Last week, California Gov. Gavin Newsom made a surprise visit to Sarasota’s New College, the center of Gov. Ron DeSantis’ battle to reform Florida’s higher education system. Newsom did not mince words as he decried his counterpart’s “bullying” and lack of “moral authority.” The New College stunt again demonstrates that the California governor may have ambitions beyond his state’s borders, despite his statements to the contrary.
Gavin Newsom may be just the culture warrior governor Democrats need to challenge DeSantis. That gives the California governor a chance of complicating the 2024 race.
Despite diametrically opposing DeSantis, Newsom still borrows from his Florida counterpart’s playbook of nationalizing state politics into culture war issues. DeSantis has proved himself a masterclass in garnering presidential media publicity. His education reform measures against Diversity, Equity, and Inclusion (DEI) indoctrination garnered national attention, with even President Joe Biden taking time to criticize the Florida governor.
Meanwhile, DeSantis’ geopolitical commentary on the war in Ukraine and the threat from China have dominated the headlines. Agree with his positions or not, DeSantis knows how to rile up the media to get them talking about him, giving him even more free publicity to launch a potential 2024 bid.
Newsom knows DeSantis’ power over the national dialogue and is thus maneuvering himself as the Democrats’ answer to the Florida governor.
Democratic strategist Steve Maviglio succinctly broke down the paradigm Newsom is creating, stating, “He’s a real foil to him, as DeSantis is. And between the two of them, the governor has two big players on the national scene to attack.”
Last March, Newsom launched his foray into national politics with the “Campaign for Democracy” project, a $10 million PAC designed to challenge conservative policies in GOP-dominated states.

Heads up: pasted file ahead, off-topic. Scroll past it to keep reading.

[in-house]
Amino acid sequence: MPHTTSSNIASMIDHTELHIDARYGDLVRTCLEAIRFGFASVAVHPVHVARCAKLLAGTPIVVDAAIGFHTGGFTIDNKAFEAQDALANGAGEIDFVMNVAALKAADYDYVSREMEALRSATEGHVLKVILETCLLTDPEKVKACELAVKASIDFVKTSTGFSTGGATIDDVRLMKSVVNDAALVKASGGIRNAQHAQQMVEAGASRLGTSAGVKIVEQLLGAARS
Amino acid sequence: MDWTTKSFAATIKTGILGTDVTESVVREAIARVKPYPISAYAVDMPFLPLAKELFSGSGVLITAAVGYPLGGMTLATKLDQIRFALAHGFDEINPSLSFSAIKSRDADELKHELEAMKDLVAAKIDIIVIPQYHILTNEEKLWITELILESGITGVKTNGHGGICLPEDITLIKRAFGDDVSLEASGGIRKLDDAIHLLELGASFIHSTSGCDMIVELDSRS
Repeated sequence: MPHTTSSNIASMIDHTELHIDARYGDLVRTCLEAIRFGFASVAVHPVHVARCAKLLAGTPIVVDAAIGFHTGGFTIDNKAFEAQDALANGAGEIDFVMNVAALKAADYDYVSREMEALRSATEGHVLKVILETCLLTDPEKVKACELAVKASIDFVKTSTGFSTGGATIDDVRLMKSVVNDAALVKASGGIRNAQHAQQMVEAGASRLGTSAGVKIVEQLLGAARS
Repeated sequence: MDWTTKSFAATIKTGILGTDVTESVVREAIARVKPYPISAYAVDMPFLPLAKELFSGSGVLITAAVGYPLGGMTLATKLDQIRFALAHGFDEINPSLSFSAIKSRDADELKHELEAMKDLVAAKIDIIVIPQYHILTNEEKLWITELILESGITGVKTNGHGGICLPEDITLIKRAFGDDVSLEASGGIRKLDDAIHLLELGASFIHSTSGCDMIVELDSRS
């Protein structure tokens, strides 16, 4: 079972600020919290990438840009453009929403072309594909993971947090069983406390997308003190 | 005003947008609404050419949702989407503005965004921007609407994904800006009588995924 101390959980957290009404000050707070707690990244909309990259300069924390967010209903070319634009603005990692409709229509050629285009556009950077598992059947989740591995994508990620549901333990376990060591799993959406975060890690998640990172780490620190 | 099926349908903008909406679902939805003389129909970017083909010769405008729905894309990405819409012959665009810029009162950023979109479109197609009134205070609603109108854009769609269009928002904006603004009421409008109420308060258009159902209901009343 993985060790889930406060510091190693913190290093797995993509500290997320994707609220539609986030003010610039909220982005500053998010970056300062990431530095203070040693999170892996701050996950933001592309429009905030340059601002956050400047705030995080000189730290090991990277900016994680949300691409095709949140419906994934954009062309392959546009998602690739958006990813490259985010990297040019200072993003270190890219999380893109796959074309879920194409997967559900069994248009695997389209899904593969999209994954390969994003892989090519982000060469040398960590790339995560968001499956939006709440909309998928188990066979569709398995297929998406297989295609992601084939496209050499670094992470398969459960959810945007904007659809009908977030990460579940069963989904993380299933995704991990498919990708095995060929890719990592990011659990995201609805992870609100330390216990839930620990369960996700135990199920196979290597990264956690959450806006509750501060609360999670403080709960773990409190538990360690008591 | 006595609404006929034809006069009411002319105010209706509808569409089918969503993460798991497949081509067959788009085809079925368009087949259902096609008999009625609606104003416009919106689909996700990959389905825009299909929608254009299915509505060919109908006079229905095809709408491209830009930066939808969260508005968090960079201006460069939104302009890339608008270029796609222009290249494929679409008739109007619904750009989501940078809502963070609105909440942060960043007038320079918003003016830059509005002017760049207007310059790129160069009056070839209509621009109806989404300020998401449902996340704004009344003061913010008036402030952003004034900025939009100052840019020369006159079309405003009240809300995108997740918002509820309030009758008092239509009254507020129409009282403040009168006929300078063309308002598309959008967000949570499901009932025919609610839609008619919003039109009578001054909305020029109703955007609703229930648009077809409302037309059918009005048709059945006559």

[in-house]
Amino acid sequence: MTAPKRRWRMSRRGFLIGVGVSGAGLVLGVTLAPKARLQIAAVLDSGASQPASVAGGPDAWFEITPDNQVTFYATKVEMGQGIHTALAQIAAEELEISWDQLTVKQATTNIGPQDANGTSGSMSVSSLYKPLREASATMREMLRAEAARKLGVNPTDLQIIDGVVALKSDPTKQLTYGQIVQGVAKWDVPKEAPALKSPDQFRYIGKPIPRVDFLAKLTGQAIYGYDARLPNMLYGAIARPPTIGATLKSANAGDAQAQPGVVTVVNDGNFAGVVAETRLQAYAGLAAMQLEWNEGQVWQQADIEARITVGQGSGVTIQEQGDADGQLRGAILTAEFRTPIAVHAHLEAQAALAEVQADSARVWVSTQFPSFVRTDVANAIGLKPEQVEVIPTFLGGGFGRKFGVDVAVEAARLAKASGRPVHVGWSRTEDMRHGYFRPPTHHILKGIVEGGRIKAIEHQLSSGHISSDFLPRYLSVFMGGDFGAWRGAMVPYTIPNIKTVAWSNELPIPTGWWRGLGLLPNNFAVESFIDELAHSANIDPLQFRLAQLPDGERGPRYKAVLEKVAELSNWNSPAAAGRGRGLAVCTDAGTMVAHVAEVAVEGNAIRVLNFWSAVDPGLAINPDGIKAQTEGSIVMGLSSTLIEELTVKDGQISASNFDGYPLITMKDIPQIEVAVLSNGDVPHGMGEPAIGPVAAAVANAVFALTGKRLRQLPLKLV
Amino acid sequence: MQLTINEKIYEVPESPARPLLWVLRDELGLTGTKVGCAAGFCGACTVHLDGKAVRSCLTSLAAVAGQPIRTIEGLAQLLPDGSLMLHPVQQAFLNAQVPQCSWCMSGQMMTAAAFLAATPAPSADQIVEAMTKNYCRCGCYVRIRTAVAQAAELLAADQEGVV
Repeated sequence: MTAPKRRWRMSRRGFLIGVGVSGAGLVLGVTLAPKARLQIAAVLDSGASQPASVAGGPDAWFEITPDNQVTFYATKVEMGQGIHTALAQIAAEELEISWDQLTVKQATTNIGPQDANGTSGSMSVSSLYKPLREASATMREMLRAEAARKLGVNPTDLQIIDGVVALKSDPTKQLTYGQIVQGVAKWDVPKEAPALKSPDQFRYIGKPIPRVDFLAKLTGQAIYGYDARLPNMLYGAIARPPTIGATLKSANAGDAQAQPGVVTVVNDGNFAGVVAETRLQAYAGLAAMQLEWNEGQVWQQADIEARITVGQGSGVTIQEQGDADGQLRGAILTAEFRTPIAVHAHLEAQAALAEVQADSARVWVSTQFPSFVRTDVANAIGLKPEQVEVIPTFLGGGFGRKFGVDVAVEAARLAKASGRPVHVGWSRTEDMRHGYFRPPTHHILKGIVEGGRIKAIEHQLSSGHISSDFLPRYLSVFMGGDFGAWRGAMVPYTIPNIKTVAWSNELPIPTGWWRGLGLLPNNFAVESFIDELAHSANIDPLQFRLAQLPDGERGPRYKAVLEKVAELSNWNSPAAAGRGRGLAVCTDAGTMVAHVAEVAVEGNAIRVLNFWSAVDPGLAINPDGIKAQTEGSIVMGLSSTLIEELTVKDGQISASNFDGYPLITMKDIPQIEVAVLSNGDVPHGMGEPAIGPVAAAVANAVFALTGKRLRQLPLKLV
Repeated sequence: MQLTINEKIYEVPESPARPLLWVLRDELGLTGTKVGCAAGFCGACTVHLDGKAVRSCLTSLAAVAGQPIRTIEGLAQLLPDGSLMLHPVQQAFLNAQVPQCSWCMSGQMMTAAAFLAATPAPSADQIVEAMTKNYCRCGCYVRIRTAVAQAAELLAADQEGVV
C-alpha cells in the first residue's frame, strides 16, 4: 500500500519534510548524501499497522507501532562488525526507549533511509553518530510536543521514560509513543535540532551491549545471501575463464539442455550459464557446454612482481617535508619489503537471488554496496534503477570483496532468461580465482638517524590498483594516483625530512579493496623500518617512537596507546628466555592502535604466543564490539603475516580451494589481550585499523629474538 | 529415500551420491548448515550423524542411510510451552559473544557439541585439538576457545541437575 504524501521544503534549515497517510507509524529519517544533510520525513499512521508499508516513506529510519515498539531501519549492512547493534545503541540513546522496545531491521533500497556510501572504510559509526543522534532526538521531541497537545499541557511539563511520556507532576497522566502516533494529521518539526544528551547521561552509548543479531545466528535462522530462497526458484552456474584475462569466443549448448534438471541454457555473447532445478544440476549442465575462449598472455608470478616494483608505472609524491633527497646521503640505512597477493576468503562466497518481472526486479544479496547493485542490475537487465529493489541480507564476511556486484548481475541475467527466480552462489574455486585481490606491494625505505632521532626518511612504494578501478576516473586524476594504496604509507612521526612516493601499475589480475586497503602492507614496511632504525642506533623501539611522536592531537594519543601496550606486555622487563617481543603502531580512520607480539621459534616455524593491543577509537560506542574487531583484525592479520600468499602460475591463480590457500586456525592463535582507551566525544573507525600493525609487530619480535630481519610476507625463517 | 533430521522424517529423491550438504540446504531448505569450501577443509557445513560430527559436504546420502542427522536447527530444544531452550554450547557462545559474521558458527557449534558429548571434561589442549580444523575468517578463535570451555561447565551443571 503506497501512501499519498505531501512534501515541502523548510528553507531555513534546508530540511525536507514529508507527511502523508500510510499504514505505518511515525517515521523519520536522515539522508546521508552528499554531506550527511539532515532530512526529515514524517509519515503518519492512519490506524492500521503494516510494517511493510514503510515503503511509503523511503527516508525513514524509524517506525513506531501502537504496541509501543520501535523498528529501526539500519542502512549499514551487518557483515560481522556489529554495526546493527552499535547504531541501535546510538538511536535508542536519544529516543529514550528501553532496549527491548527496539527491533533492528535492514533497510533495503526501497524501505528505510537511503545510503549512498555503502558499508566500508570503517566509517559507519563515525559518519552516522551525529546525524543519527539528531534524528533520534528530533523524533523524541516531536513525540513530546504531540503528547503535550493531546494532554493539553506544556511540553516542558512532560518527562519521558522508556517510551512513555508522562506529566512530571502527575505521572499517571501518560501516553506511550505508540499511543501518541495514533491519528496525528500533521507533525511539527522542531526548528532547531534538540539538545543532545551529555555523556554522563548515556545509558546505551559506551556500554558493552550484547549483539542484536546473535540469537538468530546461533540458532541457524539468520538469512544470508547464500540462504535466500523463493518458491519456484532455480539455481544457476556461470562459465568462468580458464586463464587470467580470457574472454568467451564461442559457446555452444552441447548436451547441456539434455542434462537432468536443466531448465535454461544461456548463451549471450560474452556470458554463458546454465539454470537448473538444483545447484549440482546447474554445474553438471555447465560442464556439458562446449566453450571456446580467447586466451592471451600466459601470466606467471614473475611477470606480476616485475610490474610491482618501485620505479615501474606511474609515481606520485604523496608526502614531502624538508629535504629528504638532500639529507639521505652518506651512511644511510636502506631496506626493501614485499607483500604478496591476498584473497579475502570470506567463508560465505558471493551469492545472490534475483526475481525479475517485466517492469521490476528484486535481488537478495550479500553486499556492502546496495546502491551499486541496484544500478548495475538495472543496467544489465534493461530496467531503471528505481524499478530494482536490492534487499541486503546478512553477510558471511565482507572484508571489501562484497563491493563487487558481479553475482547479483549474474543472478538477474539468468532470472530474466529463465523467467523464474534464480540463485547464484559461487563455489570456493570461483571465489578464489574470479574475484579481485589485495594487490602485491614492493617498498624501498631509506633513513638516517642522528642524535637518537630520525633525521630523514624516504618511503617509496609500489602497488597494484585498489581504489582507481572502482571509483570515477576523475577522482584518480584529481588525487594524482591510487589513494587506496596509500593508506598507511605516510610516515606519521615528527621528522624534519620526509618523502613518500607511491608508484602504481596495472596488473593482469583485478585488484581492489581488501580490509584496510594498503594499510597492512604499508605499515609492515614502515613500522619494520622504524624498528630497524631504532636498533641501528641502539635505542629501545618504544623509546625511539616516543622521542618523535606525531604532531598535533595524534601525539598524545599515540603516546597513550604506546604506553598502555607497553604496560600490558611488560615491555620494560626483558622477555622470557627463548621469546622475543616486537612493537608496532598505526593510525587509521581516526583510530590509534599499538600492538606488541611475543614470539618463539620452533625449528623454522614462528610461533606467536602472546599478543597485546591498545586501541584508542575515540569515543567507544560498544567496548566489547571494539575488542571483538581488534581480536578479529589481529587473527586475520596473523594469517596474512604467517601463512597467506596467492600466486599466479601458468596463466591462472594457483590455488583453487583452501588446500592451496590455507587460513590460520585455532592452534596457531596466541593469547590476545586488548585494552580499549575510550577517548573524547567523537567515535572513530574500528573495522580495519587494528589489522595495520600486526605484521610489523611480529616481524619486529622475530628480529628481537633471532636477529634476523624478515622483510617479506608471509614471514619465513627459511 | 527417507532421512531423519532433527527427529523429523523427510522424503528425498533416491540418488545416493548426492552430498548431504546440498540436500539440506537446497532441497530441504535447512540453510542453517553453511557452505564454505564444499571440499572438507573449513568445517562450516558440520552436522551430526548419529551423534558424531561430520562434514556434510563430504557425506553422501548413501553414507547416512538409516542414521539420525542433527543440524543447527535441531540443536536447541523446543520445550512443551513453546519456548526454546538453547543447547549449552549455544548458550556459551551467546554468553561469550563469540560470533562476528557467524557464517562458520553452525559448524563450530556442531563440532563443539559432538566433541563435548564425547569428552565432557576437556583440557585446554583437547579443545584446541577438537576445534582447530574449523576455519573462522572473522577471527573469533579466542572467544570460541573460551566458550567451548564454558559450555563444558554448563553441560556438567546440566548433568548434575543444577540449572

As part of his offensive against “authoritarian leaders,” Newsom toured the Deep South and Republican strongholds such as Arkansas, Alabama, and notably Florida for his photo op with the New College students. The future pitstops on the governor’s itinerary include Indiana, South Carolina, Ohio, South Dakota, and Texas.
The governor’s out-of-state politicking is an effort to “coalesce the Democratic Party in a united front,” according to GOP political consultant Mike Madrid. Newsom is trying to make himself the face of the new progressive Democratic Party in much the same way as DeSantis has become the symbol of a new American conservatism. Newsom is busy making California a liberal bastion that is LGBT-friendly, pro-gun control, and pro-abortion while hammering his Republican counterparts like Greg Abbott of Texas and Sarah Huckabee Sanders of Arkansas.
It seems that Newsom is building his national profile while seeking the perfect time to announce his candidacy. As Republican State Sen. Roger Niello explained, “It’s a question of whether it’s ’24 or ’28. If you’re running nationwide, obviously you’re going to appear nationwide.”
As for the type of campaign Newsom is expecting to wage, it’s riddled with DeSantis-esque incendiary rhetoric and culture warrior ethos. In creating his PAC, Newsom declared, “The problem in our country right now: authoritarian leaders who are so hell-bent on gaining power and keeping it by whatever means necessary that they’re directly attacking our freedoms in state after state. We’re going to these states and investing in people and organizing where they’re fighting back.”
He went on to describe Republicans as people who “ban books, criminalize doctors, fire teachers, intimidate librarians, kidnap migrants, target trans kids, stoke racism, condone antisemitism.” This attack-dog personality is peak DeSantis, who made Florida the place where “woke goes to die” and accused Democrats of being infected with a “woke mind virus.”
A DeSantis versus Newsom showdown would be exciting and entertaining to watch. However, it remains unclear whether or not Newsom has the political savvy and clout to battle against conservatives in key states. Democratic political consultant James Carville, for one, was not impressed with Newsom’s project and said that it “strikes [him] as a kind of a stunt.” He concluded, “We’re not going to carry Oklahoma anyway, or Kentucky for that matter.”
Effective or not, Newsom is making himself the anti-Ron DeSantis. With Biden increasingly unpopular and former President Donald Trump facing mounting legal troubles, 2024 has a chance of being a battle of the governors.